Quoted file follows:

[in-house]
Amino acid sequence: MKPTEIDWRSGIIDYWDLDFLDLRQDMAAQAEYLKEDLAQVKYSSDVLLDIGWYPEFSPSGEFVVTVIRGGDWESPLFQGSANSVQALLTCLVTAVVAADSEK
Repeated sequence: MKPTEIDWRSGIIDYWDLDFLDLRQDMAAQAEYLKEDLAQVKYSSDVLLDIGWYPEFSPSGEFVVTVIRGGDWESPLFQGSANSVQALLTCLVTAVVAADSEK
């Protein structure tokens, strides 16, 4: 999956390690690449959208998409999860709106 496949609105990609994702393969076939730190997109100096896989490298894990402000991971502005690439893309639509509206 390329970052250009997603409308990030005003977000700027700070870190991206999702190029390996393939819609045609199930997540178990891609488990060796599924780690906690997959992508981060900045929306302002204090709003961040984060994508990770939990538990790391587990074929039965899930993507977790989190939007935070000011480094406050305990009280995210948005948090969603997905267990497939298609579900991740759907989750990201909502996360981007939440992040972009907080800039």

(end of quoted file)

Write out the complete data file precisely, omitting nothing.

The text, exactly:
[in-house]
Amino acid sequence: MKPTEIDWRSGIIDYWDLDFLDLRQDMAAQAEYLKEDLAQVKYSSDVLLDIGWYPEFSPSGEFVVTVIRGGDWESPLFQGSANSVQALLTCLVTAVVAADSEK
Repeated sequence: MKPTEIDWRSGIIDYWDLDFLDLRQDMAAQAEYLKEDLAQVKYSSDVLLDIGWYPEFSPSGEFVVTVIRGGDWESPLFQGSANSVQALLTCLVTAVVAADSEK
């Protein structure tokens, strides 16, 4: 999956390690690449959208998409999860709106 496949609105990609994702393969076939730190997109100096896989490298894990402000991971502005690439893309639509509206 390329970052250009997603409308990030005003977000700027700070870190991206999702190029390996393939819609045609199930997540178990891609488990060796599924780690906690997959992508981060900045929306302002204090709003961040984060994508990770939990538990790391587990074929039965899930993507977790989190939007935070000011480094406050305990009280995210948005948090969603997905267990497939298609579900991740759907989750990201909502996360981007939440992040972009907080800039």